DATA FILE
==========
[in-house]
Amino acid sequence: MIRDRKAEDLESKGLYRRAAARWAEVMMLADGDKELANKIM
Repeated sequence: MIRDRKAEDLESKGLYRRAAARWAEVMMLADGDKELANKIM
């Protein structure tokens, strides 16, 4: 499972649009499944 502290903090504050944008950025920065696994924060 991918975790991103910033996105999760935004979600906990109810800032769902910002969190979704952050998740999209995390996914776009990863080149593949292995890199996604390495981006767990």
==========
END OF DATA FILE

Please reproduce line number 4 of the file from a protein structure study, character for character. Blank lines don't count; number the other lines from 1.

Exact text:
């Protein structure tokens, strides 16, 4: 499972649009499944 502290903090504050944008950025920065696994924060 991918975790991103910033996105999760935004979600906990109810800032769902910002969190979704952050998740999209995390996914776009990863080149593949292995890199996604390495981006767990």